Bill Vidal was born
and educated in England.
He lived and worked in the USA,
the Middle East,
South East Asia
before settling with his wife and twin children in East
Kent. In recent years he
has slowed down his
business commitments to devote more time to writing and to his lifelong
for aeroplanes. Bill's articles about flying have been published in
newspapers and magazines. The Clayton
Account is his first novel.
I was in my office last week when
popped in. That in itself was not unusual – my office is in
an airport and
since 9/11 anyone involved in aviation is subject to regular scrutiny.
what happened next that
amused me. A visiting friend announced the impending publication of my
novel and the police officers wanted to know all about it, including
inevitable question, did I write it from personal experience?
shall have to be very
guarded with my answer,” was the best way I could put it,
“given that my book
is set in the world of bank fraud, drug dealing and money
produced a few laughs,
and two copies of The Clayton Account
on back order for our plainclothes friends.
imagine that all novels
are a mixture of a writer’s experiences and his or her own
imagination. In a
career spanning three decades in international trade, I lived and
many exotic places where crime – especially large scale crime
- was often so
prevalent you’d have to be blind not to notice and abnormally
insensitive to be
is perhaps the
most evident. The developing world’s wheels will simply not
lubricated by copious quantities of cash. But do not dismiss corruption
third world issue: those paying the bribes usually spring from our side
big sums are paid, banks
come into play: the last place on earth a crook would want to keep his
close to home. So discreet accounts appear in offshore havens where the
community winks knowingly and says “Thanks very
often ask me whether
I used to be a banker and the answer is no. But banks –
public and private -
were my clients. I attended top management meetings and, more
spent countless evenings dining and wining with their directors. I
shake my head in disbelief on recalling some of the stories I have
few years ago I stopped
working – “retired” would be wrong word.
I was in my early fifties and not
about to call it a day. I turned instead to my two passions: flying
and writing. I also started writing about flying and one magazine,
Pilot, gave me the space. My regular Going Places feature focuses on
attractions of individual European destinations and includes technical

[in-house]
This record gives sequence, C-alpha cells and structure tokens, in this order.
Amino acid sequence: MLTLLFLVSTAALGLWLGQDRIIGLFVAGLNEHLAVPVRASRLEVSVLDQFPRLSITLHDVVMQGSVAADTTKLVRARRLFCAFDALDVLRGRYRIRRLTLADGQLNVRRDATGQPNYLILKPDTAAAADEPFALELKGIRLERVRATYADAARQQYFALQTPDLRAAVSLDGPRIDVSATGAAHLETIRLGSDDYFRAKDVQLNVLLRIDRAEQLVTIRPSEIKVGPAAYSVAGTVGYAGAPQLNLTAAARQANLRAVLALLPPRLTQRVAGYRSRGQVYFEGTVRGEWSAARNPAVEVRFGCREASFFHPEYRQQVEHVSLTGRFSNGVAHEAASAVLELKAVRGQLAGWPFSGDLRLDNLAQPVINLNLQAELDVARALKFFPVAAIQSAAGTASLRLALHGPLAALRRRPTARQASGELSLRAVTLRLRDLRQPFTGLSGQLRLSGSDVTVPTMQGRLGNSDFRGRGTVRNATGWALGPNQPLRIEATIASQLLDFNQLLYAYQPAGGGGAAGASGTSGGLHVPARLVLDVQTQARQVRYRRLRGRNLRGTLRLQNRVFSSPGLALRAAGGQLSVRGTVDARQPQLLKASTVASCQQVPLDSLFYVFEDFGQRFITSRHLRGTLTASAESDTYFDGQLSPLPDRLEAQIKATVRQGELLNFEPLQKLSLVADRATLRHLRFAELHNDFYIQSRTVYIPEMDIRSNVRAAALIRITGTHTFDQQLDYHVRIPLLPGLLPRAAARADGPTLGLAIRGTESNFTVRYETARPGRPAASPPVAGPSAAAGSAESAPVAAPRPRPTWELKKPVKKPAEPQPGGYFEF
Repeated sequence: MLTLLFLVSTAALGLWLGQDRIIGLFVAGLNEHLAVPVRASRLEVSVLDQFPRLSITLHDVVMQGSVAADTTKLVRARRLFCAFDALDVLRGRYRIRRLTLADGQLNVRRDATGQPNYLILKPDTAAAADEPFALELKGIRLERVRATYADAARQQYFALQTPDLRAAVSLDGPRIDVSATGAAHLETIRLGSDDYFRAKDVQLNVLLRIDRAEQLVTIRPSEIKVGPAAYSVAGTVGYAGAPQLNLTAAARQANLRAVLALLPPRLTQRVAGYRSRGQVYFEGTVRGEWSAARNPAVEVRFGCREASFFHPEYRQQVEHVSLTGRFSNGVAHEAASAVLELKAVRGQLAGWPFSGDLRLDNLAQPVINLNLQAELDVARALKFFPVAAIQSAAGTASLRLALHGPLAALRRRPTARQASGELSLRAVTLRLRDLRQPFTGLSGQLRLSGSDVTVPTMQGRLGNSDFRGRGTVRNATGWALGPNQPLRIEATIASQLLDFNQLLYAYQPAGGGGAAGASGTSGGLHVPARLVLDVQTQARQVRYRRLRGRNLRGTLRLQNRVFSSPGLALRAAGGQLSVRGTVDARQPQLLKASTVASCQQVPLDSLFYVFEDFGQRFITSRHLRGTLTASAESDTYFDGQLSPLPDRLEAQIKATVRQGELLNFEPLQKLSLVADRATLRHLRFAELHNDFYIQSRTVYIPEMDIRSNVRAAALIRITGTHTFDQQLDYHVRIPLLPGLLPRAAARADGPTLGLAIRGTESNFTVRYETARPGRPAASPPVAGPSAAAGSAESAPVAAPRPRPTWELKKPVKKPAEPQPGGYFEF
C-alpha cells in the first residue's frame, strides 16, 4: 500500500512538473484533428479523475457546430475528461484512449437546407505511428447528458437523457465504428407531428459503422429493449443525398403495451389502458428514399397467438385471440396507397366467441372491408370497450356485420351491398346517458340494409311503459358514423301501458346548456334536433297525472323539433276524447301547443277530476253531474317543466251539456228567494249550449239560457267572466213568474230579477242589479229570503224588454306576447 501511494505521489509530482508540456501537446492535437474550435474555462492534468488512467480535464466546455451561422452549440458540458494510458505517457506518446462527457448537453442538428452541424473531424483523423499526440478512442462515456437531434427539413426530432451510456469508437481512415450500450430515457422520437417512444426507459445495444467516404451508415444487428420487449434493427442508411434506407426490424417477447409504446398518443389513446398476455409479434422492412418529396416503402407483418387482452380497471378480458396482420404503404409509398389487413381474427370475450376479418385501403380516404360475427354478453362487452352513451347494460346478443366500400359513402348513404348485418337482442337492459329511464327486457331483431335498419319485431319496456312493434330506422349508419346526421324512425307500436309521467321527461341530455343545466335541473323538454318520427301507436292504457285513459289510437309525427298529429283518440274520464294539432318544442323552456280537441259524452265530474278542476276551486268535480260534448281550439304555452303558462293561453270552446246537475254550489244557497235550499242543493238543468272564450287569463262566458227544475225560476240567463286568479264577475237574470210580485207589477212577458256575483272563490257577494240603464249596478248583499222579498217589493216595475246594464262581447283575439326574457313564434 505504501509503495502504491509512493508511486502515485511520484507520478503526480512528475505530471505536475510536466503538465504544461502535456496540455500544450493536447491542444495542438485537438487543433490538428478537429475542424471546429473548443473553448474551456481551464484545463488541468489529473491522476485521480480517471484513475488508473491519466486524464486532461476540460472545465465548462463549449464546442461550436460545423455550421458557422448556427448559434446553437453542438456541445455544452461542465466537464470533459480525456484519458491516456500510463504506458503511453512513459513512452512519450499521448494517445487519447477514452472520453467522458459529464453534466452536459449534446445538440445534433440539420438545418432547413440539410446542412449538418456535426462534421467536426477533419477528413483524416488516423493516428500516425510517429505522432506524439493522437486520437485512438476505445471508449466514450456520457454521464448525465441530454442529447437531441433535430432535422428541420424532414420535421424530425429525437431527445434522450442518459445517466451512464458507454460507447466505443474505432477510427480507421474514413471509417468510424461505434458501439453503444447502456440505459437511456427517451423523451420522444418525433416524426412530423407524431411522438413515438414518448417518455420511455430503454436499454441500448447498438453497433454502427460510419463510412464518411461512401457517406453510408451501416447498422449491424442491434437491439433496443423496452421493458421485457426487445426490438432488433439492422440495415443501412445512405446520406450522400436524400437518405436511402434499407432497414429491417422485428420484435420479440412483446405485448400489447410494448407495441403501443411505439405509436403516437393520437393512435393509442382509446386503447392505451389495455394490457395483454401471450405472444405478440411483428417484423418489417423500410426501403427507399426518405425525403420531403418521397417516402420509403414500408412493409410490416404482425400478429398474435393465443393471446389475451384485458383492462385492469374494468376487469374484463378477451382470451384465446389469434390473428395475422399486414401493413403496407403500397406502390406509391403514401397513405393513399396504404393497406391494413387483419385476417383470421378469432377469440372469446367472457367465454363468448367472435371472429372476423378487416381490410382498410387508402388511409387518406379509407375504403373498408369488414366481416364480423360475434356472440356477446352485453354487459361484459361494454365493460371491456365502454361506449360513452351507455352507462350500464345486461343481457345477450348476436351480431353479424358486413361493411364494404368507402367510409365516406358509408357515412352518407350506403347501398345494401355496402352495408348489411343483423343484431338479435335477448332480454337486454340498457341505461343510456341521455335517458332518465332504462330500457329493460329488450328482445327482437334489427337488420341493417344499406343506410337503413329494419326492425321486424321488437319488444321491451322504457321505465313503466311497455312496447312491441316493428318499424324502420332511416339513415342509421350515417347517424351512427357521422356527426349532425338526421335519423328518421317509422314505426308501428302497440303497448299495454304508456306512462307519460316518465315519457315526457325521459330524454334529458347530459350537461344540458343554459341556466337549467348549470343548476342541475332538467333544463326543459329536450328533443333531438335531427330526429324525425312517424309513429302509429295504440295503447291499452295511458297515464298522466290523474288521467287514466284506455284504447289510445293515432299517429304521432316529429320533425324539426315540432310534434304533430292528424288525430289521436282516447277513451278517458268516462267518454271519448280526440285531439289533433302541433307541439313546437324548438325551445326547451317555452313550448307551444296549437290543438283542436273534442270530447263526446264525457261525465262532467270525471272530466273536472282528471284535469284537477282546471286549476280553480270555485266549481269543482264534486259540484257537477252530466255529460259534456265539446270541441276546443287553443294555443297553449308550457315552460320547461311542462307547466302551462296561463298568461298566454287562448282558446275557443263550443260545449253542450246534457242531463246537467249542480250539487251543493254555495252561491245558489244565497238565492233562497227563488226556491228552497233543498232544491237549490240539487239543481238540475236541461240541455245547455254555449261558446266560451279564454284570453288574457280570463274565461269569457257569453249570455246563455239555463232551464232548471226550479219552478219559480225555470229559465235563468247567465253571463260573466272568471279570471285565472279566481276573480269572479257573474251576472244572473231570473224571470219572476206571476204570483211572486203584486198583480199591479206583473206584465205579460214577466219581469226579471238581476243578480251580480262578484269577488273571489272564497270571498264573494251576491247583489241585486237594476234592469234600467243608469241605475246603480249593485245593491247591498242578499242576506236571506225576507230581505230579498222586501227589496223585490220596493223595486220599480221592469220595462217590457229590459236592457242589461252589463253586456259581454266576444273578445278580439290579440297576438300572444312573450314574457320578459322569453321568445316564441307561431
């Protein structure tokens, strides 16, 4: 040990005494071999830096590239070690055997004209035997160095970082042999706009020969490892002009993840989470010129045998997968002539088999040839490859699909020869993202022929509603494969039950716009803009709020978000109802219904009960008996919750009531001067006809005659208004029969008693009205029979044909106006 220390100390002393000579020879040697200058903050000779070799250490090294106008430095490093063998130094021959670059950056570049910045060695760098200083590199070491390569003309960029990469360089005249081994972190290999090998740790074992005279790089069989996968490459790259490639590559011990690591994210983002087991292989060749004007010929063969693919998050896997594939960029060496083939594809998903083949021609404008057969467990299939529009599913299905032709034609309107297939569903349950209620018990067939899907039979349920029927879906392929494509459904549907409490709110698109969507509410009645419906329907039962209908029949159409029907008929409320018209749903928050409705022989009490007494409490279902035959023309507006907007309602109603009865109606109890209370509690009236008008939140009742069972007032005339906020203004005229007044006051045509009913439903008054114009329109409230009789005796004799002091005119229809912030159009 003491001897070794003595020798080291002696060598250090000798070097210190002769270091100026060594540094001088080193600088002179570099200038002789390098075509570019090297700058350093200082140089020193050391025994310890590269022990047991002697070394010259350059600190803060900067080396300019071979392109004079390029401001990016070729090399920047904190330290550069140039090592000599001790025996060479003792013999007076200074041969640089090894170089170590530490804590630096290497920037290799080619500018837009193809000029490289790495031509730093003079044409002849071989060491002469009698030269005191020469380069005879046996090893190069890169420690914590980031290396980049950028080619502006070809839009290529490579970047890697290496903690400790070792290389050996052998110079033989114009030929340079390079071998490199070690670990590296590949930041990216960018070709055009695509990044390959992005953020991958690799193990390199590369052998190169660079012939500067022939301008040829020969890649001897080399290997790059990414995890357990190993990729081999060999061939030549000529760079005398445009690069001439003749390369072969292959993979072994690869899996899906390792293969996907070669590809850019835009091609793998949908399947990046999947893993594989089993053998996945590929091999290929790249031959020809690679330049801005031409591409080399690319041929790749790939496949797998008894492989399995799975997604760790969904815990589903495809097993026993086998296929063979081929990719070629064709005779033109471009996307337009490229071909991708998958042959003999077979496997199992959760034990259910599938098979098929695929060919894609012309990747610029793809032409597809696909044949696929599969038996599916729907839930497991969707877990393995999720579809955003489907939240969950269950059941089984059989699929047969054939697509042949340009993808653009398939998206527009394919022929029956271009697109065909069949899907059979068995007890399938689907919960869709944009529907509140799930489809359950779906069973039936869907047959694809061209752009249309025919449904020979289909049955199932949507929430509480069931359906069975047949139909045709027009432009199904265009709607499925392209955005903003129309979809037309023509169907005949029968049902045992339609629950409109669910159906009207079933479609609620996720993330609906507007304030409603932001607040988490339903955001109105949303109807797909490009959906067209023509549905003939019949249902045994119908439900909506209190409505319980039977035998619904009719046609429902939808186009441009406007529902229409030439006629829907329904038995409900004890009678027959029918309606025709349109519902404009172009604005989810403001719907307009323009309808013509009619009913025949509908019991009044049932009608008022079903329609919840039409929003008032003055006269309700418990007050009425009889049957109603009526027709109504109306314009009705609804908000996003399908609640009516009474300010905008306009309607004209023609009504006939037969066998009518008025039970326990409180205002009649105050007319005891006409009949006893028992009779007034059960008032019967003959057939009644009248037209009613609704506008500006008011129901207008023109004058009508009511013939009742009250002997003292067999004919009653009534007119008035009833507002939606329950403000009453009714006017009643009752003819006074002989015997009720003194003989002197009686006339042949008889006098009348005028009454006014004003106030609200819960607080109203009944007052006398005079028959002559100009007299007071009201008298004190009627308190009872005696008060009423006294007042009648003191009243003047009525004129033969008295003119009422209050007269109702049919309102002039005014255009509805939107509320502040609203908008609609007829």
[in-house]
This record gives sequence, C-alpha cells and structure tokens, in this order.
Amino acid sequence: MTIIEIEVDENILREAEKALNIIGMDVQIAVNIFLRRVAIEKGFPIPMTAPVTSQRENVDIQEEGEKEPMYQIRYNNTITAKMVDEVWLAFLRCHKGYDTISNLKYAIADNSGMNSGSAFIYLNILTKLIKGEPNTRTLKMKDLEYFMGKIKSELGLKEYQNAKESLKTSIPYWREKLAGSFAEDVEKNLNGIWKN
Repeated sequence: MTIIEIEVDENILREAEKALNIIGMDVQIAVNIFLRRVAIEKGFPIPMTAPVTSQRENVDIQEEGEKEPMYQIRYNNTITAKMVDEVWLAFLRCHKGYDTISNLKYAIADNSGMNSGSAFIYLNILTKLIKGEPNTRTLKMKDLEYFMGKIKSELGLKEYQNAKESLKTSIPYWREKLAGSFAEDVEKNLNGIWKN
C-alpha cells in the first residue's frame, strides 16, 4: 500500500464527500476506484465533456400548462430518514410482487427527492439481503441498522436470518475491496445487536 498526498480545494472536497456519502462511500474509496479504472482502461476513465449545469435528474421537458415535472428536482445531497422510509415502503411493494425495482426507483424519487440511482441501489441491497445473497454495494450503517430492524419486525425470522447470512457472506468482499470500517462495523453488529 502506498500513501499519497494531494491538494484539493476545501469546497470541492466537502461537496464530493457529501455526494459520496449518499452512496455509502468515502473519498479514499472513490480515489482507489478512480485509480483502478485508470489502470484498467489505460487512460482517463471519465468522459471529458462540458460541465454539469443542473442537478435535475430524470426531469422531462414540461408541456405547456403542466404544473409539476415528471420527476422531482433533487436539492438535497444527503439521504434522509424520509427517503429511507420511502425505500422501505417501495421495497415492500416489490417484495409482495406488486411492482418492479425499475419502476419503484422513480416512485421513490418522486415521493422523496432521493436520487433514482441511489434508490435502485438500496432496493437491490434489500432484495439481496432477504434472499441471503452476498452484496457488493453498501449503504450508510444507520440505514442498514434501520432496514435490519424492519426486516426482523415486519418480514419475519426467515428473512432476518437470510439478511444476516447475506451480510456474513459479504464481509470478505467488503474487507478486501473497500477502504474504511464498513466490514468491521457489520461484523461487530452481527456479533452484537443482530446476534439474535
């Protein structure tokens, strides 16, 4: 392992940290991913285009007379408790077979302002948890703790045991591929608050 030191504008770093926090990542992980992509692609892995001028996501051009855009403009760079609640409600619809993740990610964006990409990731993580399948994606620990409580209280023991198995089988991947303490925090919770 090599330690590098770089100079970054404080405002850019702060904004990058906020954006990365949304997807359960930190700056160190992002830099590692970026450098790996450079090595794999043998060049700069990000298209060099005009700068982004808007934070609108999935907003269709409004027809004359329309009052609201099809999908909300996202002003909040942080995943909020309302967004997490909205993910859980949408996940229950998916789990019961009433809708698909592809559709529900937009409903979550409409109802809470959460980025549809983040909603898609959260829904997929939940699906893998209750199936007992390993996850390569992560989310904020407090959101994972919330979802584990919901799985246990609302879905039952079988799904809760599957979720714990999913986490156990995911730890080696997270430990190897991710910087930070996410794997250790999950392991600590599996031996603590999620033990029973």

information of interest to pilots.
my real interest has
always been the novel. Years jetting about the world in my previous job
stacking up with books at airports.
mainly thrillers and ventured I could write one. Deighton, Le Carre,
Clancy, Grisham. You name them, they kept me company in far-away hotels
long-haul flights. I started to write fiction twice but abandoned both
as life got in the way.
the idea of quitting work
started to germinate I took myself back to college: London University’s Birkbeck College is geared for students in
full-time work and holds its lectures in the
evening: Four years later, I left with a BA in Spanish and Latin
Studies. The course was mostly literature and invaluable. It taught me
understand the novel and its possibilities in ways I may have never
plotted The Clayton Account around
largest criminal activity: the trade in illegal drugs, specifically
The business is so vast that if it were brought to a sudden halt some
countries’ economies would simply collapse. The banking
reeling from the aftermath of their sub-prime adventure, would watch in
as a trillion dollar business vanished from its books.
is the power of the
drug trade that many police chiefs have called for the complete
decriminalisation of drugs as the only way to put an end to an activity
drains away almost half of all law-enforcement resources.
Some years ago I had to
purchase 125 grams of
pure cocaine. Quite legally, with a Home Office licence. I was buying
it for a plastic
surgeon friend in Dubai who used it as a local
anaesthetic. The little
bottle cost me £14. Sold
would have fetched £8,000. The difference between those two
sums is the gateway
to the opulent lifestyle of the drug lord.
occasion, in my travels,
I’ve met “farmers” whose South American
smallholdings – two or three hundred
acres at a time – somehow failed to explain a lifestyle that
cattle baron would struggle to attain. Lavish mansions, cars, boats,
blatantly displayed, the source of funds cleverly disguised by lawyers,
and complicit governments, supported, when necessary, by threats and
known of household-name
companies securing contracts with undisclosed commissions paid through
banks, and learnt of briefcases full of dollars delivered to corrupt
secure the outcome of a hearing.
So, to answer my friends
from Special Branch,
there’s always a bit of personal experience in a novel. But I
assisting you with your enquiries in this instance. I thoroughly
writing The Clayton Account and I
feel very fortunate to have Random House behind it now.
currently working on
another thriller. I don’t want to say too much about it at
this stage. Besides,
I don’t think I can. I’ve created the main
characters, I know what they want
and what they are up against and I know how I would like the story to
I shan’t know the entire plot until I see how the characters
react. I can say
that the story is set in Spain, Russia and Latin America and populated by an
international collection of thugs and criminals as well as, I hope,
likeable individuals. And the historical facts on which it is based are
enough, but if, perchance, the true nature of what happened should
the way I want things to have happened, I shall use the fiction
prerogative: I shall make it all up!
and flying. That’s
my life now. I can’t help feeling guilty when I call it work.
is published by William Heinemann May 2008